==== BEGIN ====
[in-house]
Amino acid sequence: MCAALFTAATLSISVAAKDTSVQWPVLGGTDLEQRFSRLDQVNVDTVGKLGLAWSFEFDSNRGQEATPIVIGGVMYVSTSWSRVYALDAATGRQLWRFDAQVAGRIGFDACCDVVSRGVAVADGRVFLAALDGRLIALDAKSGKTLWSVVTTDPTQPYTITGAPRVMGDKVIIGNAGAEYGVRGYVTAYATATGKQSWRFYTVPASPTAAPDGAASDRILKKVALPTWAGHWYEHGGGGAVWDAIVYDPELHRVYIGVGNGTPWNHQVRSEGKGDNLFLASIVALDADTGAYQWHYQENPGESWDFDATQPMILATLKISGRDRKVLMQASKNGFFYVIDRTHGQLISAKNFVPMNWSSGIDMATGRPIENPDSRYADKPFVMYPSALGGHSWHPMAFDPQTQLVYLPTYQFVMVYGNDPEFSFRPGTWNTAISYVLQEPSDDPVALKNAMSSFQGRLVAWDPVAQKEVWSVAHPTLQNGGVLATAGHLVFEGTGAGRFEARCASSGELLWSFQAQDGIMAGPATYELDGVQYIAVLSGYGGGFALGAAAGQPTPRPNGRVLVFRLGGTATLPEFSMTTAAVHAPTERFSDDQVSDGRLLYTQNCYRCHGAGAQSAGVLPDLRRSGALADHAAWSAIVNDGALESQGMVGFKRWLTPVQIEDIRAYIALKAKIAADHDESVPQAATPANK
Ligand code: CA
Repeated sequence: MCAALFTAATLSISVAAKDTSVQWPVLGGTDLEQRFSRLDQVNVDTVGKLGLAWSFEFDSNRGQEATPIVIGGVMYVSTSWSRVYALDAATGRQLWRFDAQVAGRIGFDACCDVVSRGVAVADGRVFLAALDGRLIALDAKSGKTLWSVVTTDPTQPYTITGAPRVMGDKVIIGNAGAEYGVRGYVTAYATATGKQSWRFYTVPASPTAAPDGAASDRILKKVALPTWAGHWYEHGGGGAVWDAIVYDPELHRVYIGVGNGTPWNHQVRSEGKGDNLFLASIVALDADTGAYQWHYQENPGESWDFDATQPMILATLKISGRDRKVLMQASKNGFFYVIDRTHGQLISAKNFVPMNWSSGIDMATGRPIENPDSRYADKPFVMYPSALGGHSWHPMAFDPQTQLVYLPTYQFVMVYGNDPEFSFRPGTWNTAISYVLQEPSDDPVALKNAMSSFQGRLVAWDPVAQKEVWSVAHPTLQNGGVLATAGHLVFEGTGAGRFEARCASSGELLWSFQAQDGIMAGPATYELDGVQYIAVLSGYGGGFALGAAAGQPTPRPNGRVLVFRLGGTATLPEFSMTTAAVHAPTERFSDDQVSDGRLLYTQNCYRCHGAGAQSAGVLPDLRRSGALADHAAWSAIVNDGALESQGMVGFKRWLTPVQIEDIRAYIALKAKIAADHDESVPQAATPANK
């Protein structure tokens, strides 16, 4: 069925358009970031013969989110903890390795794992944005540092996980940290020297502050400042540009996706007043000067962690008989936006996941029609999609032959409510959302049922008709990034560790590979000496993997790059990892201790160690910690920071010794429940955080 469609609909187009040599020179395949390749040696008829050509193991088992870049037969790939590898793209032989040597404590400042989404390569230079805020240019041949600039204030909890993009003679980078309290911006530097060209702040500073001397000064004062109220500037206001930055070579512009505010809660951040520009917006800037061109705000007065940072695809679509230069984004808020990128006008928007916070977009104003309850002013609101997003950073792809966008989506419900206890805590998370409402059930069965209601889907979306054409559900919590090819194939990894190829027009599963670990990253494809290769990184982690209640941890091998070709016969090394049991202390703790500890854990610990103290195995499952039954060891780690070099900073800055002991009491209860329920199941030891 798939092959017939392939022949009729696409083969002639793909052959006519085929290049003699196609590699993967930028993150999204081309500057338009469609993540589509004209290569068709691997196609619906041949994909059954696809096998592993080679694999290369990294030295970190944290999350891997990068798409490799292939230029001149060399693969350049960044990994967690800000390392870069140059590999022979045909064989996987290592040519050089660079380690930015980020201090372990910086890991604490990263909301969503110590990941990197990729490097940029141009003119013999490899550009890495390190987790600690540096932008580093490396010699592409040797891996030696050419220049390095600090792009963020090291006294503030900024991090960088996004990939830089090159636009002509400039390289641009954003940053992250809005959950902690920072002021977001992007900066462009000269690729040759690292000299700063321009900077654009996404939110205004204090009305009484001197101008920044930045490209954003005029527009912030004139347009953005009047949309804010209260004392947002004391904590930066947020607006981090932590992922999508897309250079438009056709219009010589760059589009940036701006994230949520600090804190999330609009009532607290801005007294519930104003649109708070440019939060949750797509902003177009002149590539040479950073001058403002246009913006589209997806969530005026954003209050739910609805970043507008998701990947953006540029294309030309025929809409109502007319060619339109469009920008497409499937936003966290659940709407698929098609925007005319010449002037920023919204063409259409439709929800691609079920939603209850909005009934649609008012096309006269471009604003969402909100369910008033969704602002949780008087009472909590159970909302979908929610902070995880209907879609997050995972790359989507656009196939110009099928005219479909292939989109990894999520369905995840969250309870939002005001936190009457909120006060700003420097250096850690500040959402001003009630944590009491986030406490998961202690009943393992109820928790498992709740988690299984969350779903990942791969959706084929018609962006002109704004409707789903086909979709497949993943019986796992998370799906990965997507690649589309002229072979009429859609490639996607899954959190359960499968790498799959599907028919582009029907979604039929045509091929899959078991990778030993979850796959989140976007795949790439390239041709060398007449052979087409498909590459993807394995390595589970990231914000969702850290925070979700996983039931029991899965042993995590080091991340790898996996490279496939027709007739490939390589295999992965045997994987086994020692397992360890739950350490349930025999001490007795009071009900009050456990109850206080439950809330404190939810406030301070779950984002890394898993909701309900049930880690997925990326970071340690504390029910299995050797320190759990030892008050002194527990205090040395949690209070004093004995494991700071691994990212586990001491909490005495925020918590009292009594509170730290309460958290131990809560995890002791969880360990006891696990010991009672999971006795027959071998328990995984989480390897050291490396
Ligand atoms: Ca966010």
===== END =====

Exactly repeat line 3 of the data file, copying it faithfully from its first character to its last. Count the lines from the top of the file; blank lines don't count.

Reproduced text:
Ligand code: CA